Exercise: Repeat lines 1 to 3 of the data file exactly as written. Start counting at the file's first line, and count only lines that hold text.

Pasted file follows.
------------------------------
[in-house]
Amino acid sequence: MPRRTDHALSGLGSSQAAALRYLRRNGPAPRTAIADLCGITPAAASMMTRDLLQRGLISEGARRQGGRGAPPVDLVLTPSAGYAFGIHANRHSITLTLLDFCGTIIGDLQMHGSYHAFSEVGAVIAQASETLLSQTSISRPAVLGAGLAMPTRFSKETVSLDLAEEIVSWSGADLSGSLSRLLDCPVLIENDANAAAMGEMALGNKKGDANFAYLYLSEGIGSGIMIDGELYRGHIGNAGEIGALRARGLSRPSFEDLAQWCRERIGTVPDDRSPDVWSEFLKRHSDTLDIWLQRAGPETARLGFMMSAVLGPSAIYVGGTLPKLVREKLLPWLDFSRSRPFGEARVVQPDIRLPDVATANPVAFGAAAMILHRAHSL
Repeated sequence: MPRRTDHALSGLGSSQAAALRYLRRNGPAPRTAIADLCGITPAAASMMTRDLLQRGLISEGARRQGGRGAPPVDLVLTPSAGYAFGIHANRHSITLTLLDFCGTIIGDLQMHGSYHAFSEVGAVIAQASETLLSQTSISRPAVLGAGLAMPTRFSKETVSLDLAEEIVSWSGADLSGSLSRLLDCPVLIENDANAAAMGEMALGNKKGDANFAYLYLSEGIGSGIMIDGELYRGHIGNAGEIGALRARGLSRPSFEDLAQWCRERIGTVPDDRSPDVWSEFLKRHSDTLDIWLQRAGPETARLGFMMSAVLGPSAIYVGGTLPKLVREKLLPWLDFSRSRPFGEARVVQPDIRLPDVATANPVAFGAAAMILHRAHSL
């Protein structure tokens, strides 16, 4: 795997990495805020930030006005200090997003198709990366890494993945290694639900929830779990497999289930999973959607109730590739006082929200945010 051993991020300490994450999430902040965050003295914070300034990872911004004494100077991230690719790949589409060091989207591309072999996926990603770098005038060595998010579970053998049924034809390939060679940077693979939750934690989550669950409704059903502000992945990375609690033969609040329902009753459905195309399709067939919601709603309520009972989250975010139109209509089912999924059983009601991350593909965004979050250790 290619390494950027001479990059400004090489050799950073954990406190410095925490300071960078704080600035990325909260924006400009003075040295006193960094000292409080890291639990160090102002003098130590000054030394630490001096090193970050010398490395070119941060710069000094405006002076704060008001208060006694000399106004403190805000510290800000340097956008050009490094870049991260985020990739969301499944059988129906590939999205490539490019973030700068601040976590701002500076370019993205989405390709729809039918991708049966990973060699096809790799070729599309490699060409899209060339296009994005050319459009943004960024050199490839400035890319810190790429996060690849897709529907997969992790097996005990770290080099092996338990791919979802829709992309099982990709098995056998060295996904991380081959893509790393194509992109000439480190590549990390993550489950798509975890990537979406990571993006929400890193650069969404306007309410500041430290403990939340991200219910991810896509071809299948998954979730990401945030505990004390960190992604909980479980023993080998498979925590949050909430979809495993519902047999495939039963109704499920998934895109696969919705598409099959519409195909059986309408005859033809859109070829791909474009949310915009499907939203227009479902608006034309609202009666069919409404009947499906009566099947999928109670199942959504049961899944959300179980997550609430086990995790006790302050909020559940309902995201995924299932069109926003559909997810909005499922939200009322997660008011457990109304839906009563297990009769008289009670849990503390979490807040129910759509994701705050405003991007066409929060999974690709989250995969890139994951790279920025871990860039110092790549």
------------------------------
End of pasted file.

[in-house]
Amino acid sequence: MPRRTDHALSGLGSSQAAALRYLRRNGPAPRTAIADLCGITPAAASMMTRDLLQRGLISEGARRQGGRGAPPVDLVLTPSAGYAFGIHANRHSITLTLLDFCGTIIGDLQMHGSYHAFSEVGAVIAQASETLLSQTSISRPAVLGAGLAMPTRFSKETVSLDLAEEIVSWSGADLSGSLSRLLDCPVLIENDANAAAMGEMALGNKKGDANFAYLYLSEGIGSGIMIDGELYRGHIGNAGEIGALRARGLSRPSFEDLAQWCRERIGTVPDDRSPDVWSEFLKRHSDTLDIWLQRAGPETARLGFMMSAVLGPSAIYVGGTLPKLVREKLLPWLDFSRSRPFGEARVVQPDIRLPDVATANPVAFGAAAMILHRAHSL
Repeated sequence: MPRRTDHALSGLGSSQAAALRYLRRNGPAPRTAIADLCGITPAAASMMTRDLLQRGLISEGARRQGGRGAPPVDLVLTPSAGYAFGIHANRHSITLTLLDFCGTIIGDLQMHGSYHAFSEVGAVIAQASETLLSQTSISRPAVLGAGLAMPTRFSKETVSLDLAEEIVSWSGADLSGSLSRLLDCPVLIENDANAAAMGEMALGNKKGDANFAYLYLSEGIGSGIMIDGELYRGHIGNAGEIGALRARGLSRPSFEDLAQWCRERIGTVPDDRSPDVWSEFLKRHSDTLDIWLQRAGPETARLGFMMSAVLGPSAIYVGGTLPKLVREKLLPWLDFSRSRPFGEARVVQPDIRLPDVATANPVAFGAAAMILHRAHSL